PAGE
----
We have had austerity, increasing unemployment and a few riots taking place in Europe. With poverty increasing, the situation is heading the wrong way. Are we facing a violent revolution due to austerity measures? From Voxeu.
It is not just the election of François Hollande in France. Adopting contractionary fiscal policies in the teeth of a double-dip recession never made sense. And yet, public debts are high and markets in endemic panic. The solution must be based on a comprehensive analysis of the situation, not on arcane debates on the strength of the “confidence factor”. It ought to combine debt restructuring, front-loaded collective fiscal expansion and long-run unbreakable commitments to fiscal discipline.
As Spain’s finance minister, De Gunidos, comments are crossing the wires; “Budget cuts and economic growth are incompatible”, maybe it is time to recall what austerity really means. More austerity, more misery. From Azizonomics:
I noted yesterday that anything the government gives you, the government can take away, and that dependency on government services — which might be withdrawn — leaves citizens weak and unfree.
One cause for the withdrawal of government that I neglected to mention (intentionally, as I hoped someone would pick it up in comments) was the matter of austerity. While the example I was bouncing my ideas off — of denying treatment to smokers or the obese — remains theoretical, the withdrawal of government services and spending as a result of austerity is very much a reality, especially in Europe.
Spanish economy slipped back into recession in the first quarter of 2012, making the government’s job of meeting the deficit targets even tougher amid the public anger against the deepening austerity and record-high unemployment.
Gross domestic product contracted 0.3 percent quarter-on-quarter in the first quarter, the statistical office INE said Monday. This followed a 0.3 percent fall in the fourth quarter of 2011, which was the first decline in activity since the final three months of 2009.
The country is now in a technical recession, which is commonly defined as two consecutive quarters of economic contraction.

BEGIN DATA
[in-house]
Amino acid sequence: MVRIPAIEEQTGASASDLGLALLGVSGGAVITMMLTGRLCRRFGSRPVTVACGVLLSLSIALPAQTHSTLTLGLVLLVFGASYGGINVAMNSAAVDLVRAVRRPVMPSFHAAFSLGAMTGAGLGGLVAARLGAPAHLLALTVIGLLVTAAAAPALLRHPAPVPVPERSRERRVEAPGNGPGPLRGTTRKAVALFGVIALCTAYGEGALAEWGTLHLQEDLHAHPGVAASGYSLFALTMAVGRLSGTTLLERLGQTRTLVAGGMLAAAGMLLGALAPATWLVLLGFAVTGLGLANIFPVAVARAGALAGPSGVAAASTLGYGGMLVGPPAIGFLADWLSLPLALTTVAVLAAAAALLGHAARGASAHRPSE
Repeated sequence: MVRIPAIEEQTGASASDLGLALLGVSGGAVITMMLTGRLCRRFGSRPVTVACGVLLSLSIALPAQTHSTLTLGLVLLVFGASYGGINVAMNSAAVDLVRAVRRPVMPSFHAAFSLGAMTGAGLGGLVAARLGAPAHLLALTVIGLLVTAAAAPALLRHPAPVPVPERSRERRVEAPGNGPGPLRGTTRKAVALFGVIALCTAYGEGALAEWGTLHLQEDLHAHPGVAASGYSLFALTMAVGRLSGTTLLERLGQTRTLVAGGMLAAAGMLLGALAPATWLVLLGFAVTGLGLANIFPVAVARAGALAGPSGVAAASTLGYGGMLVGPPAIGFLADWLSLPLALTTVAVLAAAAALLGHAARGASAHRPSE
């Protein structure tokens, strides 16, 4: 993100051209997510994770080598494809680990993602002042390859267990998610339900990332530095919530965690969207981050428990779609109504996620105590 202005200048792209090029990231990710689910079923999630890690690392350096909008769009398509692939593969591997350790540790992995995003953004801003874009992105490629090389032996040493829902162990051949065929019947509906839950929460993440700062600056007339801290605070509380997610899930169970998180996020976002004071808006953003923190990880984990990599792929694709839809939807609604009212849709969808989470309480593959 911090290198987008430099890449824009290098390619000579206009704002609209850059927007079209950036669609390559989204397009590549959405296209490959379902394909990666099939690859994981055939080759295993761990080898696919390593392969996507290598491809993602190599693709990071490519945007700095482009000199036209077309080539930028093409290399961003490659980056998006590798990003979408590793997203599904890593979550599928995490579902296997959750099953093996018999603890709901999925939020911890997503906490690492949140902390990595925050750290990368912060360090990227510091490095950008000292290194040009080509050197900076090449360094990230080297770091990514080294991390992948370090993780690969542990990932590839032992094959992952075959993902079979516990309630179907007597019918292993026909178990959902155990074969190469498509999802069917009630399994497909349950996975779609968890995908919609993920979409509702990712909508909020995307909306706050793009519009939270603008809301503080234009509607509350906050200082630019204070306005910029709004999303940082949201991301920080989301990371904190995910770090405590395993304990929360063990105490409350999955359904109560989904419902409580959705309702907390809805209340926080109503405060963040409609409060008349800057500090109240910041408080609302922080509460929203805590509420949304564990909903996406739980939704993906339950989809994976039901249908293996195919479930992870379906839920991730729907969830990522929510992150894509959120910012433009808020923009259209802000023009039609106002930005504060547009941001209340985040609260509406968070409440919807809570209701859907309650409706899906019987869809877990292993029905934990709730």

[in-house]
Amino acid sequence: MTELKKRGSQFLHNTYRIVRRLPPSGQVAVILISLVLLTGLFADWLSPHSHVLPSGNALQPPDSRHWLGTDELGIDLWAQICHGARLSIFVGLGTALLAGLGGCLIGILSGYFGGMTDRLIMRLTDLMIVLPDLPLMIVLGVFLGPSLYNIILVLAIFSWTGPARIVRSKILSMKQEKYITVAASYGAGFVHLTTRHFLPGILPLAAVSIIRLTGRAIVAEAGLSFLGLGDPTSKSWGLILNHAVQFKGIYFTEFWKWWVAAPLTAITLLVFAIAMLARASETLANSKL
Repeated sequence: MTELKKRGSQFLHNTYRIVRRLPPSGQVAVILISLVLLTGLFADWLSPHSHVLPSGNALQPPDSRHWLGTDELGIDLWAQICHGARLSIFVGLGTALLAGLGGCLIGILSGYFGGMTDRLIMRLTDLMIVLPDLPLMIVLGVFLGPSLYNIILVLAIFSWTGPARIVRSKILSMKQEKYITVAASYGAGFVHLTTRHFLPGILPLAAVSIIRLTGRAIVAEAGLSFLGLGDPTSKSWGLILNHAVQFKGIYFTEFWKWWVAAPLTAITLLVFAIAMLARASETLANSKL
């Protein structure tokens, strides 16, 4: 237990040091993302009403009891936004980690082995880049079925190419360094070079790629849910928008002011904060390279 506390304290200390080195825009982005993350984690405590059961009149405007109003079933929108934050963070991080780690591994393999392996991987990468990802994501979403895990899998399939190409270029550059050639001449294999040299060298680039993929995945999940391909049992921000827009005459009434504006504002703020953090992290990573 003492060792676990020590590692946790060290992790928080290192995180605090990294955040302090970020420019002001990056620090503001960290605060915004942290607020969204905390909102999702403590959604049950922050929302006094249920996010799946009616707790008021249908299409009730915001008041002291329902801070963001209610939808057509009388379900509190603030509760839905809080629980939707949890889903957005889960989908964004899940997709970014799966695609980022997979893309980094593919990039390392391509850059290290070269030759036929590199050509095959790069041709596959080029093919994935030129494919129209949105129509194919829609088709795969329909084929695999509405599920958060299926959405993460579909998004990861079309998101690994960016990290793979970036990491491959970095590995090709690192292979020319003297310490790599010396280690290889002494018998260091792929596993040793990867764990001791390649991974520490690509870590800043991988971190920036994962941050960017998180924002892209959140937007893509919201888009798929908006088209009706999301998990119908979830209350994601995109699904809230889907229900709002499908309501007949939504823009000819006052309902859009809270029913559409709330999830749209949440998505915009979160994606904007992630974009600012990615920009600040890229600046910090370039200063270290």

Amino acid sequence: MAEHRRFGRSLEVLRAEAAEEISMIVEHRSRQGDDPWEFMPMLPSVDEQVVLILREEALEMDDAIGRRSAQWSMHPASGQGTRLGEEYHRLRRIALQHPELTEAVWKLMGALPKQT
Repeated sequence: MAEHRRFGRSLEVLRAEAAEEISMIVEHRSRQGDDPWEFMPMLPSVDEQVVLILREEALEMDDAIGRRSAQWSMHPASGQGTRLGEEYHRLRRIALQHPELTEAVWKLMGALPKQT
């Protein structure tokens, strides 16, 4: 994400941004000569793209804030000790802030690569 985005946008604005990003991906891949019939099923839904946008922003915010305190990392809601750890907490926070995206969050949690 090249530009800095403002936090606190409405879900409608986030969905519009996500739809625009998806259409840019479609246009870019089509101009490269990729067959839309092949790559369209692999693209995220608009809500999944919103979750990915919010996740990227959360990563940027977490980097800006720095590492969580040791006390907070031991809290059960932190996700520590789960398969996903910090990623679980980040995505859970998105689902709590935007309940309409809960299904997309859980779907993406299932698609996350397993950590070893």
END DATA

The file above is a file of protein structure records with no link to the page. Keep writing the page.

However, the latest result was better than the 0.4 percent decline estimated by the Bank of Spain last week. Economists had expected a 0.5 percent drop.
Annually, the GDP fell 0.4 percent following a 0.3 percent expansion in the previous quarter. Economists had forecast a 0.6 percent fall. Bank of Spain had estimated a 0.5 percent annual fall in GDP. ( full reading here.)
Meanwhile, Mr Rajoy warns of new reforms to be announced every Friday, as the economy is in such a bad shape. Truly extreme measures are needed if the Spanish economy is to be saved. From El Pais.
The Trader has been covering the Spanish economy over the past year. Our readers know we have been extremely bearish on the outlook for the Spanish economy and the stock market. We won’t go on about the state of the Spanish economy here, but we would like to provide objectivity on majority of the topics covered on our site. Therefore, we provide you Banco de Espana’s latest presentation on the Spanish economy, banking sector and much more. Don’t forget it is the “Banco de Espana”…
Full amusing reading here.
The French elections are approaching fast. While the main focus has been on Greece, Italy and SPain, let’s review some facts on France. From Scott Barber of Reuters.
The results of this past weekend’s first round of voting in the French presidential elections may have delivered a warning that the close alliance between France and Germany on strategies for tackling and containing the eurozone crisis may be approaching an end. For the last few years, the team of German Chancellor Angela Merkel and French President Nicolas Sarkozy has been so much in sync that they have become known to all as “Merkozy”. But in first-round voting, Sarkozy became the first French president in half a century to fail to emerge as leader, ceding pride of place to Socialist rival Francois Hollande.
Now the two men will square off in a runoff election scheduled to take place May 6, and it is the one-third of French voters who cast ballots in favor of other parties – including the National Front candidate on the extreme right, Martine Le Pen – who hold the balance of power. To understand the impact of these voters on the outcome, see the interactive graphic, below, which enables you to calculate how many voters who supported candidates that didn’t make it through to the run-off now need to switch their allegiance to Sarkozy in order for him to cling on to his job.